England's high, Pakistan's low on a day of extremes
Record-breakers of the day
In what turned out to be a misleadingly serene passage of play, Jonathan Trott and Stuart Broad spent most of the morning session receiving ovations for one landmark after another. First came Trott's 150, then England's 350, then the 250 stand, then Broad's 150, then England's 400, then the 300 stand. And so it went on until finally, with lunch looming, Broad was adjudged lbw on review to Saeed Ajmal for 169, having just overhauled his father Chris's highest Test score of 162. As he returned to the pavilion to a magnificent ovation, he took with him a share in an eighth-wicket world-record stand of 332, having overhauled the 313-run mark set by Wasim Akram and Saqlain Mushtaq at Sheikhupura in 1996-97. And his personal score finished just four runs short of Ian Smith's 173, the highest by a No. 9 in Test history.
Honorary Londoner of the day
It's hard to believe that Jonathan Trott had never played a Test at Lord's before this season. Following on from his scores of 226 and 36 not out against Bangladesh back in May, he finished today with a magnificent 184 - and had it not been for the comparative clatter of wickets that followed the dismissal of Broad, he would almost certainly have pushed on to become the only man to record two double-hundreds at the ground. But Trott is not merely at home at the home of cricket. His love of London Tests extends south of the river as well, given that his only other Test century was at The Oval against Australia last summer. His current London average now stands at 109 (654 runs in four Tests), which means he is unlikely to be too upset about the ECB's southern-heavy fixture list next season.
Ignominious stat of the day
Before this series, England had not dismissed Pakistan for less than 100 for more than half a century. They've now managed that feat three times in four Tests, and while today's total of 74 was worse than the 80 they made in the second innings at Trent Bridge, it did at least improve on the 72 they made in the first innings at Edgbaston. Nevertheless, they cannot escape the fact that they have now recorded their three lowest totals of all time against England. Curiously, their other two double-figured scores, 87 and 90, were also made on the same tour - their maiden trip to England in 1954. And then as now, they put aside those lows by notching up a remarkable victory at The Oval.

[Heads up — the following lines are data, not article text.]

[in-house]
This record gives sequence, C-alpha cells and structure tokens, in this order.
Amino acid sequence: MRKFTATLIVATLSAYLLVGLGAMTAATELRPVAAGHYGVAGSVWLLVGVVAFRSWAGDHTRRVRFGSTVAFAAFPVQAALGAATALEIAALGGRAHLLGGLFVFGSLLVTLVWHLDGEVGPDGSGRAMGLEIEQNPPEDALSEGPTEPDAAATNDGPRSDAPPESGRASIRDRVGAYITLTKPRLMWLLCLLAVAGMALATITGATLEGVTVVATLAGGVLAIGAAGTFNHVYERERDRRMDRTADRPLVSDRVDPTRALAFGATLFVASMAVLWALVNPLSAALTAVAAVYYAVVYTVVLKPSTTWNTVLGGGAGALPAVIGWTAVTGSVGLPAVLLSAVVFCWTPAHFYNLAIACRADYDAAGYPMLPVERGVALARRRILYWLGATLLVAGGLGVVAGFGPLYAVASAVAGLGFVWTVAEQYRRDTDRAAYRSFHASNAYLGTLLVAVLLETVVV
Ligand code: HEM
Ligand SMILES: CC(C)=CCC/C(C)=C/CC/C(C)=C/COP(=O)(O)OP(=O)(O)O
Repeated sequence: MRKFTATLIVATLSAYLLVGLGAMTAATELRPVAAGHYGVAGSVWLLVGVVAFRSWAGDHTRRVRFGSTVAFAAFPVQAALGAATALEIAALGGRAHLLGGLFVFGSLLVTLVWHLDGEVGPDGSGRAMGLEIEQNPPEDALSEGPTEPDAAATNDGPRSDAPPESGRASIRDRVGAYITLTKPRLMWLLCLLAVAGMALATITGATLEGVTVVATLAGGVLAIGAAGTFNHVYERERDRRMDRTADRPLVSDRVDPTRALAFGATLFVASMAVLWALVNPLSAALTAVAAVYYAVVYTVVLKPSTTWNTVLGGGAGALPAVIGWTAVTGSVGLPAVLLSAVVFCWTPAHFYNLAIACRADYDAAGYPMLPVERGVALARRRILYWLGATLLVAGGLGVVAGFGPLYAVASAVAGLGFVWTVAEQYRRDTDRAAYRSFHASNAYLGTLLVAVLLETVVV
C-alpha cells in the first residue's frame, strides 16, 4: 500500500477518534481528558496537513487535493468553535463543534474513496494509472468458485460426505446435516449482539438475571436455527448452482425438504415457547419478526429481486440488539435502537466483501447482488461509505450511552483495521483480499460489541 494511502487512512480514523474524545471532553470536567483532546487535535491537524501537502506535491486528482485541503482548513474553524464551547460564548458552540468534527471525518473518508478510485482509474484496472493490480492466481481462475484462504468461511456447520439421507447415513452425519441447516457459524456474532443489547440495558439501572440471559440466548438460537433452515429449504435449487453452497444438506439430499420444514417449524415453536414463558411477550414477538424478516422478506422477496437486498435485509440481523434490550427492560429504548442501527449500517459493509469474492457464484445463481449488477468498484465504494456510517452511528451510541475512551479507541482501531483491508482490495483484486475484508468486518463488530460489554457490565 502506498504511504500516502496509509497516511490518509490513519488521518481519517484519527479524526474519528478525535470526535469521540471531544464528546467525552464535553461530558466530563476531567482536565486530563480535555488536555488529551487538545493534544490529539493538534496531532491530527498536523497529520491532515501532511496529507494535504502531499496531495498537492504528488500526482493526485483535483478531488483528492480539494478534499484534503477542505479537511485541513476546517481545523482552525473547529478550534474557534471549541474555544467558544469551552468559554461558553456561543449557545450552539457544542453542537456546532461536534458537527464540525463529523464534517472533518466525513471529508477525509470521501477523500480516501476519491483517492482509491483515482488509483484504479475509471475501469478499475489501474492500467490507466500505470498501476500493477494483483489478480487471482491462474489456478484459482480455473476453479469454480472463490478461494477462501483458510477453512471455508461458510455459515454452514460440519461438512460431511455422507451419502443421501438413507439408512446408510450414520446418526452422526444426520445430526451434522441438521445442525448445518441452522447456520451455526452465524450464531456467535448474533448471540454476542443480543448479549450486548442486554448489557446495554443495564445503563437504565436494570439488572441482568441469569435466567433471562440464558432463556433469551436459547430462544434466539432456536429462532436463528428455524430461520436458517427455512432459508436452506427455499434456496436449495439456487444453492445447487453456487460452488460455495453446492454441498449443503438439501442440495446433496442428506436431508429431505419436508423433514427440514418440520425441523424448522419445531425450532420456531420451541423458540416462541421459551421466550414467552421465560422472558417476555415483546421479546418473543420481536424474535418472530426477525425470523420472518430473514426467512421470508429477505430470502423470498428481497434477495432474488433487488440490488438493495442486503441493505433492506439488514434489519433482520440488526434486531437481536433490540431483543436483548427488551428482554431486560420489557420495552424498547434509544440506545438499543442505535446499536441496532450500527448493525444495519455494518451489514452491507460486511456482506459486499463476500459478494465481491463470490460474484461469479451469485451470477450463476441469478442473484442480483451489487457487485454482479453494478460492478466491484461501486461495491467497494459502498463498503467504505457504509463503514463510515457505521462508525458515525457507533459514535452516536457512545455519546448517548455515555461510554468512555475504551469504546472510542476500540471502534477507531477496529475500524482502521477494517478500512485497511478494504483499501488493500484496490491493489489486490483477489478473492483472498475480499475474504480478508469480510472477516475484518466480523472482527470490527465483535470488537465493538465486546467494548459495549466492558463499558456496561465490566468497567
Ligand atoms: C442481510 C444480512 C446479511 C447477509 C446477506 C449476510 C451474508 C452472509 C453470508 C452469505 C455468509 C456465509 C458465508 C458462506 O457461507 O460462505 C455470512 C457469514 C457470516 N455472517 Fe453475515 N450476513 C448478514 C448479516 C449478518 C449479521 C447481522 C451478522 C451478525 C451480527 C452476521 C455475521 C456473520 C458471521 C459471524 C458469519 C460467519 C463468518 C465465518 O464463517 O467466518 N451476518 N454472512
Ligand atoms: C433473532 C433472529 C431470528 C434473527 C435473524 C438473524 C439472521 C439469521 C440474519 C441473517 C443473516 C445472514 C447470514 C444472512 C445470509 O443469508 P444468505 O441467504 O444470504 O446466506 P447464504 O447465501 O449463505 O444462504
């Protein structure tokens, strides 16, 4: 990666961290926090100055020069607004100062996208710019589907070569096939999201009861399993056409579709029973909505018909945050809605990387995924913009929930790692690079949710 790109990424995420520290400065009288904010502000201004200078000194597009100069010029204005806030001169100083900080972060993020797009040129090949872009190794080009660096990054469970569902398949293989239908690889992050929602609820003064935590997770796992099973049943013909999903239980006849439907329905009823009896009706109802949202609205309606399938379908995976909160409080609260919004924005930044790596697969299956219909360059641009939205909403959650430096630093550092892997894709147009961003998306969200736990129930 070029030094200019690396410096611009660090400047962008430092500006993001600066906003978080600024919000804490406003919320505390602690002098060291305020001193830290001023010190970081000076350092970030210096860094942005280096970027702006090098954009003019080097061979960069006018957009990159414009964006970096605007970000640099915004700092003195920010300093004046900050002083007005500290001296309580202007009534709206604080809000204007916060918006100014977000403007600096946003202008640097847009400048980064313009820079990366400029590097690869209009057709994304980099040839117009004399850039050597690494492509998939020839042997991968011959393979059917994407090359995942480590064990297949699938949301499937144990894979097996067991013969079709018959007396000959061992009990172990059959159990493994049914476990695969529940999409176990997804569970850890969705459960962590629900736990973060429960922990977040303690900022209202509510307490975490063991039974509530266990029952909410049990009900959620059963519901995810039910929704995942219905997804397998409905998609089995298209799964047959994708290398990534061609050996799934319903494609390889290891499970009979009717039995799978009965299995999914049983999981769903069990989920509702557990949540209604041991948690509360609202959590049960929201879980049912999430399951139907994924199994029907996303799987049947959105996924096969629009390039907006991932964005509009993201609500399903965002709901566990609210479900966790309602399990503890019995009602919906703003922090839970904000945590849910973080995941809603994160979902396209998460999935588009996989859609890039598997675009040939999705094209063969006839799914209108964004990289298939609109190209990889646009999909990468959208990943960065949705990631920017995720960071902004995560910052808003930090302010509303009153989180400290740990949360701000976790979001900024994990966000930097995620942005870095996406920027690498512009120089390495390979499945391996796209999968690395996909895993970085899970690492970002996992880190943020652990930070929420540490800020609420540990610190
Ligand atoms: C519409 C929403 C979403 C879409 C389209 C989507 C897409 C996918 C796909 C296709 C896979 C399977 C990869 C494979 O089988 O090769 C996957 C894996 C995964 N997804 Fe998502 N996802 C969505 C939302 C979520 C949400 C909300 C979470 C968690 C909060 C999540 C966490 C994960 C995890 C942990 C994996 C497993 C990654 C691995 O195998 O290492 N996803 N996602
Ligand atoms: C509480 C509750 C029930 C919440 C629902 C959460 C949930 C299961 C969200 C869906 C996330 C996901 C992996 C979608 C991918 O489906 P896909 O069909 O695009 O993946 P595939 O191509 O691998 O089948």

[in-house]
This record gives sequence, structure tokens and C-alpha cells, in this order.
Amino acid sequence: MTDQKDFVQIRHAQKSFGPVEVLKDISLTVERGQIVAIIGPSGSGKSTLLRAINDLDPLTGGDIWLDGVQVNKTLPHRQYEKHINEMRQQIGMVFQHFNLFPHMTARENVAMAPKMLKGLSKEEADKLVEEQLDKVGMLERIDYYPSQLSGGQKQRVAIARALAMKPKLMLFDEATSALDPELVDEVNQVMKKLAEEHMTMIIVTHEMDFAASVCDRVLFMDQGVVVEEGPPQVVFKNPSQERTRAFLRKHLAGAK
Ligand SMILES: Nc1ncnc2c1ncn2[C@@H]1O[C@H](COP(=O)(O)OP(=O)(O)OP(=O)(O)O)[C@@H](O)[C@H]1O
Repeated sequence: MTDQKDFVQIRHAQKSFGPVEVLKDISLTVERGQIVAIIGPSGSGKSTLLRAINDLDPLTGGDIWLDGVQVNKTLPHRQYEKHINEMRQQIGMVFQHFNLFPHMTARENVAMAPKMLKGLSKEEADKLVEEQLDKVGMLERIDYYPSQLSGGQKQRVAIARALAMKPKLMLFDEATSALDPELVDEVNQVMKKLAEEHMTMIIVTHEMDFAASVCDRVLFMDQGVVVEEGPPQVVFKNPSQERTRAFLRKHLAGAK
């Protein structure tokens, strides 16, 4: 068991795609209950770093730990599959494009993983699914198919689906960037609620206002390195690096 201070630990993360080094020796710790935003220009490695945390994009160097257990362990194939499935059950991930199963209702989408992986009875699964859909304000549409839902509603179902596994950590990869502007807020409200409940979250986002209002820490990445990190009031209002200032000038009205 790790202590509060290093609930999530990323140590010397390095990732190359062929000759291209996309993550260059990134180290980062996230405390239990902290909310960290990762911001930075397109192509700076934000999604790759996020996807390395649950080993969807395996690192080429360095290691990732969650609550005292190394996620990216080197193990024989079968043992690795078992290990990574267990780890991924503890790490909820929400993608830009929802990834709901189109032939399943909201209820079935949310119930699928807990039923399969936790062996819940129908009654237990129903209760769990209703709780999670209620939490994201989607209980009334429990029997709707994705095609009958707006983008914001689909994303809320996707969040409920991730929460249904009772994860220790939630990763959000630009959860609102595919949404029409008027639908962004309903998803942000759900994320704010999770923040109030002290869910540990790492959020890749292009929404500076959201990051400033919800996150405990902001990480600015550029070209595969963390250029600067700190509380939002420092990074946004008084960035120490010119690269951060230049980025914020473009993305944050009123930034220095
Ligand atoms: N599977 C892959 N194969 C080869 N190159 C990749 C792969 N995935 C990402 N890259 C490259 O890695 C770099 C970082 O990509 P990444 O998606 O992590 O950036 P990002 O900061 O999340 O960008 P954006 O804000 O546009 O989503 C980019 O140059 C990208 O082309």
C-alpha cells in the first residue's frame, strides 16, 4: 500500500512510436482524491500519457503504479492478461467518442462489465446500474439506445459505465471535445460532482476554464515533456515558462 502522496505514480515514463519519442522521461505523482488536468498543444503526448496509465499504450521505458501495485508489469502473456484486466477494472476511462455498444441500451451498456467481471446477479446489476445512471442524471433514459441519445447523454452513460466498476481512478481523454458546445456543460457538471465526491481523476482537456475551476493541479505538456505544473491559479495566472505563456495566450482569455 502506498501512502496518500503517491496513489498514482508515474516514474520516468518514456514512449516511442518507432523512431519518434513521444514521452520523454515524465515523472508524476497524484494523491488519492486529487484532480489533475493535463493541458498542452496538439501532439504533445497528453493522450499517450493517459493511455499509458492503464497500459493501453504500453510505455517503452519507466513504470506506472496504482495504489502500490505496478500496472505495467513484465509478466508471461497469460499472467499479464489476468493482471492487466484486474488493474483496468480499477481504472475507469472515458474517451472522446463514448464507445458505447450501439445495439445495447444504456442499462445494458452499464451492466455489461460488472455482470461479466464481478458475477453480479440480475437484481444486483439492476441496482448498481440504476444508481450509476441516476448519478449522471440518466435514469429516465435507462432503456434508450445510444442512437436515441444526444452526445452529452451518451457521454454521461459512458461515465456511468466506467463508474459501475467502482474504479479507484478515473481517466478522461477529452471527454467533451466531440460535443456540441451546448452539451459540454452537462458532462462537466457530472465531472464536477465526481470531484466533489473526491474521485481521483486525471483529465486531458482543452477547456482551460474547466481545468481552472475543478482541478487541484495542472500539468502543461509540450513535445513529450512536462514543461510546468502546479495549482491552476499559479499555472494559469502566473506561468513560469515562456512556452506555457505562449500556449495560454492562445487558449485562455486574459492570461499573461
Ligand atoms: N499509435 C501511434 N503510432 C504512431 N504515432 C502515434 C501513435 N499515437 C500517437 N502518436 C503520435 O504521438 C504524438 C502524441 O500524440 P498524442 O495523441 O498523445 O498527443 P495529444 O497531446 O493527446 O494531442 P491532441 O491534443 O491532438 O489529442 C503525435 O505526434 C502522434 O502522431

Trendsetter of the day
Mohammad Yousuf's calm assurance was acknowledged as a major factor in that Oval victory, as his veteran knowhow instilled a new confidence in his team-mates and allowed them to build what proved to be a matchwinning first-innings total. Today, however, he was all at sea in a grim four-ball stay, and the shock of his runless departure appeared to scupper any prospect of a fight. His best shot was his first, as he jabbed down effectively on a James Anderson yorker. After that, he looked liable to fall at any moment. He completely lost sight of his second delivery, from Broad, and almost ducked into a full-length delivery, Chris Read style. Two balls later, he was gone anyway, as Broad pegged back his off stump with a beauty. Though he attempted to cling on in the follow-on, Yousuf's lame dismissal to the final ball of the day, caught in the deep as he top-edged a pull off Steven Finn, was sadly apposite.
Collapse of the day
Having failed to dislodge England's eighth-wicket pairing for the best part of a day, Pakistan managed to ship 11 wickets for 69 in an inept final session of the day. The rot set in from the very first post-tea delivery, bowled inevitably by Graeme Swann, whose ability to strike at the start of a spell is becoming the stuff of legend. Salman Butt was the victim, as he misjudged a tweaker and had his off bail trimmed, even as he stood his ground in the vain hope that Matt Prior had disturbed the stumps with his gloves. It wasn't to be, however. And by the time Butt fell for the second time in the day, for 21, the combined total of 25 visits to the crease by batsmen not called Trott or Broad added up to a mere 159 - still ten runs shy of Broad's own total.
Record-chaser of the day
Broad is on a mission in this match. Not content with a career-best total, he is aiming to become the 11th England cricketer to complete the 1000 run and 100 wicket double, and the first since Ashley Giles and Andrew Flintoff achieved the feat in the same match at Cape Town in January 2005. By the close, with 1096 runs already to his name, he had taken his wickets tally to 97, having struck in his second over of the match to remove Yasir Hameed. He added Yousuf as well one over later, before nailing Imran Farhat in the follow-on. But the rout that Swann and Finn instigated after tea left him needing some rapid breakthroughs on Sunday morning. Only three men have previously managed the double in the same match - Kapil Dev, John Bracewell and Shaun Pollock.
Andrew Miller is UK editor of Cricinfo.